Now how much would you pay to fix Houston’s sewer system?

We may be about to find out.

Federal and state authorities sued the city of Houston over its long-running struggle to limit sewage spills on Friday, marking the beginning of the end of a years-long negotiation that could force the city to invest billions to upgrade its sprawling treatment system.

Houston’s “failure to properly operate and maintain” its 6,700 miles of sewer pipes, nearly 400 lift stations and 40 treatment plants caused thousands of “unpermitted and illegal discharges of pollutants” due to broken or blocked pipes dating back to 2005, the suit states. The city also recorded numerous incidents when its sewer plants released water with higher than allowable concentrations of waste into area waterways, the filing states.

The lawsuit by the Department of Justice on behalf of the Environmental Protection Agency and the Texas Commission on Environmental Quality wants a judge to force Houston to comply with the Clean Water Act and Texas Water Code — typical orders include upgrading pipes, ramping up maintenance and educating the public on how to avoid clogging city pipes — and to assess civil penalties that could reach $53,000 per day, depending on when each violation occurred.


The filing was spurred by the intervention of a local nonprofit, Bayou City Waterkeeper, which announced in July that it planned to sue the city over the same violations and which filed its own lawsuit on Friday mirroring the EPA’s claims. It states that the city has reported more than 9,300 sewer spills in the last five years alone.

“The city’s unauthorized discharges have had a detrimental effect on, and pose an ongoing threat to, water quality and public health in the Houston area and have caused significant damage to the waters that Waterkeeper’s members use and enjoy,” the nonprofit’s filing states.

Waterkeeper’s July announcement was required by the Clean Water Act, which mandates that citizens or citizen groups planning to sue under the law give 60 days’ notice, in part to allow the EPA or its state counterparts to take their own actions.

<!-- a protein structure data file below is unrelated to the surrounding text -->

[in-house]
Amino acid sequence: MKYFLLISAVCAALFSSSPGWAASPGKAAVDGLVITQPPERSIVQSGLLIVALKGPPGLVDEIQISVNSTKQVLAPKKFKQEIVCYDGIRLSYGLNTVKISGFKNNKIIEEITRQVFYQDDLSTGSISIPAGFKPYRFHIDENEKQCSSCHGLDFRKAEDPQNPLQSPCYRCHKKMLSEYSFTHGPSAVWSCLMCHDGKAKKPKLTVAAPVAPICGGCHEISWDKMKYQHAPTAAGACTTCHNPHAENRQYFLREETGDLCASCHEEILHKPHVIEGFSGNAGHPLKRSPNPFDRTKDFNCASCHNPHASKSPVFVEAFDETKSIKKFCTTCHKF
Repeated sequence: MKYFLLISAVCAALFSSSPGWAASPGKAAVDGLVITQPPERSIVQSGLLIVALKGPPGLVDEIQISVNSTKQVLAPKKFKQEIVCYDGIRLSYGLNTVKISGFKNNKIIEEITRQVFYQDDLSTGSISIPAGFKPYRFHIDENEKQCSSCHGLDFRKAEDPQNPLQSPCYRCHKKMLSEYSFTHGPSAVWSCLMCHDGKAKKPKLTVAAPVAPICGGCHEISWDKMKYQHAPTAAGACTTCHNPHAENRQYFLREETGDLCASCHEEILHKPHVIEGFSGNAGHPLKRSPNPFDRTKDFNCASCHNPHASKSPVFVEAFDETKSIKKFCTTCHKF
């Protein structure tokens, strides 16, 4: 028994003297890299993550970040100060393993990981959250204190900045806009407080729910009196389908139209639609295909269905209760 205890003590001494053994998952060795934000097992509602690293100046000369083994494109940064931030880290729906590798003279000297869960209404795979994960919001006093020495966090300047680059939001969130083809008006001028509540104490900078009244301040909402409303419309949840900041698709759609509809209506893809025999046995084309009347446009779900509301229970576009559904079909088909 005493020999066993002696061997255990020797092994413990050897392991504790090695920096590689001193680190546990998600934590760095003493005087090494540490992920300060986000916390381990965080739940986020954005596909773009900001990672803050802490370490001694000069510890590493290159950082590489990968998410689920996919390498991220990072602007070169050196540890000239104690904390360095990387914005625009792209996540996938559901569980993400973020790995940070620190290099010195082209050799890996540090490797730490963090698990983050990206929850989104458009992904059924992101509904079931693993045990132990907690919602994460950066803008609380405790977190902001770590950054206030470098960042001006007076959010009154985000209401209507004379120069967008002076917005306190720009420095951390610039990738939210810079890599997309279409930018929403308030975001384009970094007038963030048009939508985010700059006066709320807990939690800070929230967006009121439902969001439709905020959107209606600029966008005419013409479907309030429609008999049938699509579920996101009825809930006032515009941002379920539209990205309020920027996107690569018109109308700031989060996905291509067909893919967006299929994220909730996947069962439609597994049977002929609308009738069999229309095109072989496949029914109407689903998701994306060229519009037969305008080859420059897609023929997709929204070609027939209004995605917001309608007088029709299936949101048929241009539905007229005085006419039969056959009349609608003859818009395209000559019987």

See here for the background. This has been going on for a long time, and the city has been in negotiation for a resolution to this. How much it will all cost remains the big question. The one thing I can say for certain is that no one is going to like it. As a reminder, consider this:

Upon taking office in 2004, former mayor Bill White locked utility revenues into a dedicated fund, raised water rates 10 percent, tied future rates to inflation, and refinanced the debt. That was not enough to prevent the debt mountain from risking a utility credit downgrade by 2010, when former mayor Annise Parker took office, so she passed a 28 percent rate hike.

Remember how much some people bitched and moaned about that rate hike? Get ready to experience it all again.

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5 Responses to Now how much would you pay to fix Houston’s sewer system?

  1. Linda Chesnut says:

    Would you think the feds and state purpose for filing their lawsuit is to help insulate the city from Bayou City Waterkeeper?

  2. The article suggests this action was fairly routine. I don’t know nearly enough about this sort of thing to say any more than that.

  3. Gee, golly. Now would be a great time for Amanda Edwards to use her over priced law degree to propose a feasibility study on a municipal public bank.

    If only there were other cities we could google that have done feasibility studies.

    Oh wait, there is…

  4. robert says:

    I can only say “I told you so” about flooding and drainage infrastructure…. when I said we needed to invest/spend 500 million immediately (not plan to) to address these issues, because like Boston’s harbor cleanup we were going to get f*cked by very high water bills down the road. So, yes….someone is going to pay for the repairs and needed work that is loooong overdue…and that will be figured in the water bill.

    HPD officer shortage issues and lack of academy classes will also come to hit the city in the butt when the masses start to retire.

  5. Manny Barrera says:

    Linda this article seems to suggest that they may have come to help the city;

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